Frederick Henry Ayres manufactured rocking horses at their premises in 111 Aldegate London. They also produced sporting goods & a variety of toys which included toy push & pull along wood carved horses on wheels.
When looking to identify the make of a rocking horse, several factors need to be taken into consideration, such as the style of the upright turned posts on the swingstand, the shape of the hoofrails, metal brackets and swing irons and the carving style of the horse itself. Ayres rocking horses tend to be of a more masculine appearence than that of G & J Lines, their major competitor at that time. The earliest rocking horses were on bow rockers, until taken over by the swingstand which was considered a safer alternative, as bows tended to 'rock' & move across the floor when ridden, also 'crushing' little childrens toes.
Many rocking horses manufactured by F H Ayres were not trade marked, other than some of their very early period models, which sometimes can be found with an F H Stamp under the belly area (this is often uncovered during the restoration process of removing later layers of overpaint) or by way of an oval brass plaque with '118 Aldergate' inscribed & attached to the base of the wood stand. Sometimes evidence of a plaque by way of two holes where the escutcheon pins held the plaque in place exist, long after the plaque itself has been lost.
Other marks that have been found on Ayres rocking horses have included symbols such as a Maltese Cross and a Union Jack applied as a transfer to the stand base.
F H Ayres rocking horses were supplied to many outlets including the London Department Stores Harrods in Knightsbridge & Selfridges in Oxford Street London, & often had the name of the store applied to the bottom wood section of the swingstand base.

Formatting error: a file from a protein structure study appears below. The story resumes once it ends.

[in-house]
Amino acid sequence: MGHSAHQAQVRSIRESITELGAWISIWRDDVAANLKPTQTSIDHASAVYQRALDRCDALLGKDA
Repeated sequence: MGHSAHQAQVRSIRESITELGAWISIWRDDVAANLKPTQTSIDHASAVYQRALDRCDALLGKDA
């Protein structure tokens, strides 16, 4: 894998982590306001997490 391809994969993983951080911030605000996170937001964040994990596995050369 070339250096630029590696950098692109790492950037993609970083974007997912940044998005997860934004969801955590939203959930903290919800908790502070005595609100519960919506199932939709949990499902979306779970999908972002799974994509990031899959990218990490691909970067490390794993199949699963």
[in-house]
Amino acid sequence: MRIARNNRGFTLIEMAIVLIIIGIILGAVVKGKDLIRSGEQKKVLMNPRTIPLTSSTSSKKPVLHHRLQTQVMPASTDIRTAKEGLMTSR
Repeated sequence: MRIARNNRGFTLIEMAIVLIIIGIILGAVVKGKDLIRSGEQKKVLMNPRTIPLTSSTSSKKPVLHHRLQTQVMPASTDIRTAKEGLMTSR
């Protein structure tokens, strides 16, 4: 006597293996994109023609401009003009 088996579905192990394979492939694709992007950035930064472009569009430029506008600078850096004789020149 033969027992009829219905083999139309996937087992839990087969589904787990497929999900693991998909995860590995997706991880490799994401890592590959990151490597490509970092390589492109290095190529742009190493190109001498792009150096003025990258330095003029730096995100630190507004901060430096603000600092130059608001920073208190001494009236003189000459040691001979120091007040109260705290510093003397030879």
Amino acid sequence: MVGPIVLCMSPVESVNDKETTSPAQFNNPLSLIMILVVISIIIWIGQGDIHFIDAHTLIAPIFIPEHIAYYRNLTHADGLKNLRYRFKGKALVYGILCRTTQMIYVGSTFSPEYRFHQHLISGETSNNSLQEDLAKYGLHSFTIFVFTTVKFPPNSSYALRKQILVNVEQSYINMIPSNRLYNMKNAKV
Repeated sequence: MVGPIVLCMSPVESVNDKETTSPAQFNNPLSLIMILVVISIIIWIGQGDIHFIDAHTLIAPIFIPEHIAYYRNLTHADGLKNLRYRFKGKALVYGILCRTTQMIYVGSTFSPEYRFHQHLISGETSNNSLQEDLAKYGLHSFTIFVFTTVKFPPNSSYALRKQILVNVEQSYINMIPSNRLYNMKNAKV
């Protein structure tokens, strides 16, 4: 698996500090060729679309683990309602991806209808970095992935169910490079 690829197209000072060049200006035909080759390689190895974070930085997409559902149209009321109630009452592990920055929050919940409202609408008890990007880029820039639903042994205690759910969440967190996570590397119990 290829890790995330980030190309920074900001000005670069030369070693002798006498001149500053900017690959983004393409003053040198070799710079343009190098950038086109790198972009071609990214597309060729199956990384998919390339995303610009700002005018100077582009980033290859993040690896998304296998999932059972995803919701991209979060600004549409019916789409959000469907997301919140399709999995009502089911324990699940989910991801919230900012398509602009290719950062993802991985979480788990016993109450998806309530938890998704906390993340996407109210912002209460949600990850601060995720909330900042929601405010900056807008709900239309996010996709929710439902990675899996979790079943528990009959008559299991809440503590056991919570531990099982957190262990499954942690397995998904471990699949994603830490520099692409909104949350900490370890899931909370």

F H Ayres produced many different types of rocking horse including plain carved & extra carved style horses on bow rockers, the safety swingstand rocking horses to the 'D' type 'Special Carved rocking horses that although of a later period were carved with extra attention to detail to mimick the muscle tone of a real horse, with a turned & twisted set head to give the impression of a horse champing & pulling at the bit. Quite spectacular!
A difference to the usual wood safety swingstand design was that of the 'springstand' on which the hoofrails were attached to swing irons which hung from two strong metal springs, that were fixed to the wood stand base. This design perhaps wasn't as popular as the wooden safety swing stand as there appear to be less of the springstand rocking horse around.
William Sykes Ltd took over the company of F H Ayres arround 1940 and consequently these later 'Ayres' rocking horses can be found with 'H' shape plaques where part of the plaques inscription has been cut away. These later circa 1940's rocking horses can also be recognised by the cruder style of carving which included thicker pasterns to the horses front legs and 'beady' looking eyes, as a smaller glass eye seems to have been used enstead of the more generous sized ones in the earlier period horses.
Many people hold F H Ayres rocking horses in high esteem and they are certainly well carved, especially some of their earlier models that are quite breathaking in their quality and stance and as lovely as they are there are many more makes of rocking horse some of uknown manufacture that are as equally lovely if not more so...
As they say beauty is in the eye of the beholder!
Please note, the rocking horses on this page are not available for sale. The photos are for your interest.